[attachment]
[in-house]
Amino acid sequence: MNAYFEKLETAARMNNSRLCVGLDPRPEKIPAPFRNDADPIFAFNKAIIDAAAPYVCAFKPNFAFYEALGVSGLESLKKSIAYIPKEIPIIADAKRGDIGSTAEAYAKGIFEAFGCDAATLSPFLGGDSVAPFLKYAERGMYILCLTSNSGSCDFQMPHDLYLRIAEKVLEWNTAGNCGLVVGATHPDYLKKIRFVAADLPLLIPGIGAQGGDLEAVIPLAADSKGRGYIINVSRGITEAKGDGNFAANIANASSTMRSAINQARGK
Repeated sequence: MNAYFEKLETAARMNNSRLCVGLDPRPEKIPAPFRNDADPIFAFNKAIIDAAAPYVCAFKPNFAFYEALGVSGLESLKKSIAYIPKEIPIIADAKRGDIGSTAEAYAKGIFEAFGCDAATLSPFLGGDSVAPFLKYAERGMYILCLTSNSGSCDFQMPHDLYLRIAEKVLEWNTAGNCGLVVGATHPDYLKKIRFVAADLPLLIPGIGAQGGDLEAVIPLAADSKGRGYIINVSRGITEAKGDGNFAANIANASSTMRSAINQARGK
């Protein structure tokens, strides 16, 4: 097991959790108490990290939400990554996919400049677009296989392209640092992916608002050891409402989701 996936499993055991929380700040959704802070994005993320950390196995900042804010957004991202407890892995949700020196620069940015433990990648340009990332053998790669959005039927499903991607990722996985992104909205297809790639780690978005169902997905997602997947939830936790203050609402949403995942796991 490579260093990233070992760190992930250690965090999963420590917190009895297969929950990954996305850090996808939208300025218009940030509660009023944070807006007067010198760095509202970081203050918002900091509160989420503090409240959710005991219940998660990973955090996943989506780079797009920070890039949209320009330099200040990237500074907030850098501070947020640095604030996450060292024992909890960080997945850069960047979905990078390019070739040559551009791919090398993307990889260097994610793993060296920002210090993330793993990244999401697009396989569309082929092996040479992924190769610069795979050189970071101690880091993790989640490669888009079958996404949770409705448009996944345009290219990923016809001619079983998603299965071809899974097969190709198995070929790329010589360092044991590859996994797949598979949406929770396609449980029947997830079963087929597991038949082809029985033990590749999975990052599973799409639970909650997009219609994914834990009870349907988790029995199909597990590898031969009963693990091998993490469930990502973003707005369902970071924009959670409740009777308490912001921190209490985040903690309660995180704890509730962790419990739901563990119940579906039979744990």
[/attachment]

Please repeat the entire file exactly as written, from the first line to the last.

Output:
[in-house]
Amino acid sequence: MNAYFEKLETAARMNNSRLCVGLDPRPEKIPAPFRNDADPIFAFNKAIIDAAAPYVCAFKPNFAFYEALGVSGLESLKKSIAYIPKEIPIIADAKRGDIGSTAEAYAKGIFEAFGCDAATLSPFLGGDSVAPFLKYAERGMYILCLTSNSGSCDFQMPHDLYLRIAEKVLEWNTAGNCGLVVGATHPDYLKKIRFVAADLPLLIPGIGAQGGDLEAVIPLAADSKGRGYIINVSRGITEAKGDGNFAANIANASSTMRSAINQARGK
Repeated sequence: MNAYFEKLETAARMNNSRLCVGLDPRPEKIPAPFRNDADPIFAFNKAIIDAAAPYVCAFKPNFAFYEALGVSGLESLKKSIAYIPKEIPIIADAKRGDIGSTAEAYAKGIFEAFGCDAATLSPFLGGDSVAPFLKYAERGMYILCLTSNSGSCDFQMPHDLYLRIAEKVLEWNTAGNCGLVVGATHPDYLKKIRFVAADLPLLIPGIGAQGGDLEAVIPLAADSKGRGYIINVSRGITEAKGDGNFAANIANASSTMRSAINQARGK
């Protein structure tokens, strides 16, 4: 097991959790108490990290939400990554996919400049677009296989392209640092992916608002050891409402989701 996936499993055991929380700040959704802070994005993320950390196995900042804010957004991202407890892995949700020196620069940015433990990648340009990332053998790669959005039927499903991607990722996985992104909205297809790639780690978005169902997905997602997947939830936790203050609402949403995942796991 490579260093990233070992760190992930250690965090999963420590917190009895297969929950990954996305850090996808939208300025218009940030509660009023944070807006007067010198760095509202970081203050918002900091509160989420503090409240959710005991219940998660990973955090996943989506780079797009920070890039949209320009330099200040990237500074907030850098501070947020640095604030996450060292024992909890960080997945850069960047979905990078390019070739040559551009791919090398993307990889260097994610793993060296920002210090993330793993990244999401697009396989569309082929092996040479992924190769610069795979050189970071101690880091993790989640490669888009079958996404949770409705448009996944345009290219990923016809001619079983998603299965071809899974097969190709198995070929790329010589360092044991590859996994797949598979949406929770396609449980029947997830079963087929597991038949082809029985033990590749999975990052599973799409639970909650997009219609994914834990009870349907988790029995199909597990590898031969009963693990091998993490469930990502973003707005369902970071924009959670409740009777308490912001921190209490985040903690309660995180704890509730962790419990739901563990119940579906039979744990």